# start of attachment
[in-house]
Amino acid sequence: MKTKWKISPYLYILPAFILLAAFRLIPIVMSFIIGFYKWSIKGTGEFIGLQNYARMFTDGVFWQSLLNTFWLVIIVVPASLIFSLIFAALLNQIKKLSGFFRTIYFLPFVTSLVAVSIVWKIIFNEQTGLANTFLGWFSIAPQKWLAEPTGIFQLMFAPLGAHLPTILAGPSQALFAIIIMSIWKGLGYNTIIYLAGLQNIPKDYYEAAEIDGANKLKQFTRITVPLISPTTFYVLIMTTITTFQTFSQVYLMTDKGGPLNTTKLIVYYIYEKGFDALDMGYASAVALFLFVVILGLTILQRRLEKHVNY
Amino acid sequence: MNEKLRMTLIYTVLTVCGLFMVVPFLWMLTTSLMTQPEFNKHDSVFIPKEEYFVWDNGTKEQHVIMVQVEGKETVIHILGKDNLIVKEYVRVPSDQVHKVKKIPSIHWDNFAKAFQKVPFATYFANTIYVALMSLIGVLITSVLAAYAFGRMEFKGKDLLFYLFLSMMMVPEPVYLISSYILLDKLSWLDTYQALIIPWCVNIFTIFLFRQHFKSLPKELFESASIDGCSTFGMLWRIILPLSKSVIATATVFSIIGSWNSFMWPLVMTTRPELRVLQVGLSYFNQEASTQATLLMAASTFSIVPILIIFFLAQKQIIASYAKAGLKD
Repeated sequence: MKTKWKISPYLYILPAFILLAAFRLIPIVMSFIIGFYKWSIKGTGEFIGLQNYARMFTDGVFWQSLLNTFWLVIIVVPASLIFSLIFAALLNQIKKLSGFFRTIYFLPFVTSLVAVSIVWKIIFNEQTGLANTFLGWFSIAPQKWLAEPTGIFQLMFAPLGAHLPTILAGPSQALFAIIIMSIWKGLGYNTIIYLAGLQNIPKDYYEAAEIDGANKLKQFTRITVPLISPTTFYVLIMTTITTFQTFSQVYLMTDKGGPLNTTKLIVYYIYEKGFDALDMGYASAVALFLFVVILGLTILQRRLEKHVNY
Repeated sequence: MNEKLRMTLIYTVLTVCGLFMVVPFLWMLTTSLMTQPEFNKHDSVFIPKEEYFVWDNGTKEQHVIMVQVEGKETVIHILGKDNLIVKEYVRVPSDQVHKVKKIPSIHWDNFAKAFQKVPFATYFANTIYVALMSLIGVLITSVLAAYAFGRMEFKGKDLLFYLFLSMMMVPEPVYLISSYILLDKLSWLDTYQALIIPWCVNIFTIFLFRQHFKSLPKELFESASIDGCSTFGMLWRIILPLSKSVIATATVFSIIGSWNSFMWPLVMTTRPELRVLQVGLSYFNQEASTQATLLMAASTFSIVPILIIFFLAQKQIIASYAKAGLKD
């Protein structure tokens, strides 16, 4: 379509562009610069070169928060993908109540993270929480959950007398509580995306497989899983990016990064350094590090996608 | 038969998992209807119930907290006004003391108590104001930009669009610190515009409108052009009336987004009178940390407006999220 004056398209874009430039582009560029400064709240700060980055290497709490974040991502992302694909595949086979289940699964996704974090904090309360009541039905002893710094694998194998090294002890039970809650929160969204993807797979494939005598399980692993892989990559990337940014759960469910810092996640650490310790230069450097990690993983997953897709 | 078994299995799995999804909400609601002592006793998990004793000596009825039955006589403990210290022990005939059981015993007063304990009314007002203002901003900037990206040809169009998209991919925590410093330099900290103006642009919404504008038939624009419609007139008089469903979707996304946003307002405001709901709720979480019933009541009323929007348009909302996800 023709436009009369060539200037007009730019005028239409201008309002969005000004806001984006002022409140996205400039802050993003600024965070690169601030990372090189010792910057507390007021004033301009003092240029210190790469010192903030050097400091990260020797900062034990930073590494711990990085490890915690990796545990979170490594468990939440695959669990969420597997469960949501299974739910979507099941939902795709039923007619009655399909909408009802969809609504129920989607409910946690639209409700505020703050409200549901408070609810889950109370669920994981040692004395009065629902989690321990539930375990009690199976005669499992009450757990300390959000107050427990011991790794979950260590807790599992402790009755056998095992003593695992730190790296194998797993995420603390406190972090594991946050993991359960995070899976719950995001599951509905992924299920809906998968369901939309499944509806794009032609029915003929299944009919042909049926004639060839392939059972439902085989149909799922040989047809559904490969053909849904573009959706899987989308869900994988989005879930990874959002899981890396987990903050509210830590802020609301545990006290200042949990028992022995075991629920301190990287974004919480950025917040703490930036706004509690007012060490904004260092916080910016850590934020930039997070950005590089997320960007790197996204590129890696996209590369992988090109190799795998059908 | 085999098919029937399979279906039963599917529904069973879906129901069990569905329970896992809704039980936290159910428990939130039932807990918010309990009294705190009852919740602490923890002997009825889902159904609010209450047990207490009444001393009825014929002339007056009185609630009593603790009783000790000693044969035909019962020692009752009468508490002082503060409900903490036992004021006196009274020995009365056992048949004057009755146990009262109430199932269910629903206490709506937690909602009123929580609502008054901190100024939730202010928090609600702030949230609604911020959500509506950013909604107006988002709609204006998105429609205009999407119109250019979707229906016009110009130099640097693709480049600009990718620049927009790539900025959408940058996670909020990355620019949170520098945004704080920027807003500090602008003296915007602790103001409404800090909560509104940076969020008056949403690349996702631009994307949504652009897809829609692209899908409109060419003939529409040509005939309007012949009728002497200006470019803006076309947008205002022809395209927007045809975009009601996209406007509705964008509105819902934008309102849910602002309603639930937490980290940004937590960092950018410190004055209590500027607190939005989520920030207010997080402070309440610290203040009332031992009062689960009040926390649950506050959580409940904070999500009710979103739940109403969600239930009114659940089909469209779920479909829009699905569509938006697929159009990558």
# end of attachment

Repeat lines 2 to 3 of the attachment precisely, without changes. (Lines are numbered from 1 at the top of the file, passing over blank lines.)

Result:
Amino acid sequence: MKTKWKISPYLYILPAFILLAAFRLIPIVMSFIIGFYKWSIKGTGEFIGLQNYARMFTDGVFWQSLLNTFWLVIIVVPASLIFSLIFAALLNQIKKLSGFFRTIYFLPFVTSLVAVSIVWKIIFNEQTGLANTFLGWFSIAPQKWLAEPTGIFQLMFAPLGAHLPTILAGPSQALFAIIIMSIWKGLGYNTIIYLAGLQNIPKDYYEAAEIDGANKLKQFTRITVPLISPTTFYVLIMTTITTFQTFSQVYLMTDKGGPLNTTKLIVYYIYEKGFDALDMGYASAVALFLFVVILGLTILQRRLEKHVNY
Amino acid sequence: MNEKLRMTLIYTVLTVCGLFMVVPFLWMLTTSLMTQPEFNKHDSVFIPKEEYFVWDNGTKEQHVIMVQVEGKETVIHILGKDNLIVKEYVRVPSDQVHKVKKIPSIHWDNFAKAFQKVPFATYFANTIYVALMSLIGVLITSVLAAYAFGRMEFKGKDLLFYLFLSMMMVPEPVYLISSYILLDKLSWLDTYQALIIPWCVNIFTIFLFRQHFKSLPKELFESASIDGCSTFGMLWRIILPLSKSVIATATVFSIIGSWNSFMWPLVMTTRPELRVLQVGLSYFNQEASTQATLLMAASTFSIVPILIIFFLAQKQIIASYAKAGLKD